Uptake and adherence among participants in clinical trials who are randomized to placebo or active product and counselled about unknown efficacy may not predict uptake and adherence among at risk participants who are offered open-label product and counselled about known efficacy and the importance of adherence. Encouragingly, two studies of daily and intermittent oral PrEP among MSM were recently stopped early due to high effectiveness: The high effectiveness demonstrated early in these studies indicate that adherence to oral PrEP among MSM is high in the context of known efficacy even when delivered with less intensive adherence counselling.

Long acting injectable and slow release delivery mechanisms for example, using a vaginal ring are currently being evaluated for efficacy and may be available for more real world evaluation within the next 1—3 years. Antiretrovirals including dapivirine and tenofovir are being formulated in sustained release vaginal rings combined with levonorgestrol for contraception multi-purpose technologies , which may further enhance uptake and adherence for young women [ , ].

PrEP has great promise if integrated into a combination prevention package that provides support for the structural and behavioural barriers to this innovative biomedical prevention strategy, including accessing health care, assessing one's risk and motivation for prevention, and developing adherence habits.

Below we will highlight what an ideal combination package for young key populations might look like and the potential role of PrEP within such a package. An ideal combination prevention package for YMSM and young transgendered persons would include effective interventions to address behavioural risk factors, PrEP uptake and adherence support as well as addressing structural barriers to prevention including criminalization, stigma, discrimination and homophobia.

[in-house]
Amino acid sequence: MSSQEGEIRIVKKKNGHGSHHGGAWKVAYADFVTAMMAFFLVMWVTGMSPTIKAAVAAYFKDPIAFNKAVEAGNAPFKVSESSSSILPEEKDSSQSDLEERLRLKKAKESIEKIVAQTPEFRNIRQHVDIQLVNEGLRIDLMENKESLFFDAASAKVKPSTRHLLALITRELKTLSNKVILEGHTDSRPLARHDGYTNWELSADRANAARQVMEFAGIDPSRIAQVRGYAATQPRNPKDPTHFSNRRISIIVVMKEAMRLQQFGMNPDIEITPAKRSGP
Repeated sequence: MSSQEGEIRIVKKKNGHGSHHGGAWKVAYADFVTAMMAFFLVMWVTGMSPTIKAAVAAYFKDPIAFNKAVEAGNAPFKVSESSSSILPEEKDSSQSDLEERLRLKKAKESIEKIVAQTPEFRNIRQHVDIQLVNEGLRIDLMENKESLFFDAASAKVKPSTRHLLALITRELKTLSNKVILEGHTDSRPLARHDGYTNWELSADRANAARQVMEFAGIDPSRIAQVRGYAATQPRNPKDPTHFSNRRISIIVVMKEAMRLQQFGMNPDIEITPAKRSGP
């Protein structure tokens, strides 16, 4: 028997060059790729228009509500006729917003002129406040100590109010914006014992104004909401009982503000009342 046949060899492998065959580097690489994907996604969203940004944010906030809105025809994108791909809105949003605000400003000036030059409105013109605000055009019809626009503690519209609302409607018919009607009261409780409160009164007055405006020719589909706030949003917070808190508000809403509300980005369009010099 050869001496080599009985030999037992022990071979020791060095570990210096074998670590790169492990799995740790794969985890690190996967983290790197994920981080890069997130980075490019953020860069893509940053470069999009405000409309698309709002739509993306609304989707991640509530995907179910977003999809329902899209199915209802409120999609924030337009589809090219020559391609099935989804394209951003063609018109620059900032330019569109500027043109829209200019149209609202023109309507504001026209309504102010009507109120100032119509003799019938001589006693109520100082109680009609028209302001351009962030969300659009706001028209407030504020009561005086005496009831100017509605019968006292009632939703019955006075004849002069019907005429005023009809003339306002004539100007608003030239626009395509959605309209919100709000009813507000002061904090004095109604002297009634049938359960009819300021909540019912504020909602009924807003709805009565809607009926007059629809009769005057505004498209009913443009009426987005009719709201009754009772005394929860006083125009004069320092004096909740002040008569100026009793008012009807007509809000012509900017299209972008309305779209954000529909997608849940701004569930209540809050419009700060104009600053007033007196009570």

High rates of mobile phone ownership and technology use among youth provide a unique platform to deliver tailored, engaging HIV health promotion interventions to YMSM and young transgendered persons [ — ]. For example, a combination prevention app could include features to 1 increase HIV testing e. However, to date behavioural and structural HIV prevention interventions designed specifically for YMSM and young transgendered persons are severely lacking.

Young transgender women may require a fairly different package of combination HIV prevention interventions than young MSM. Although they may share some similar structural and social barriers, they face unique challenges, including those related to transitioning, gender discrimination, transphobia and violence [ ]. A recent review has highlighted the lack of evidence-based interventions for transgender populations and the need to understand differences between MSM and transgender populations and the heterogeneity within the group so that prevention and care can be implemented more effectively [ ].

Transgender persons have been largely underrepresented in biomedical and behavioural prevention trials and more work is needed to determine the ideal set of interventions in a combination prevention package for this population [ ]. For the purposes of this trial, the 3 MV intervention was adapted for use with youth groups of mixed racial and ethnic identities. To date some of the structural barriers to uptake of PrEP among YMSM have included cost of the medication and the comprehensive services required for those on PrEP, and limited access to primary care.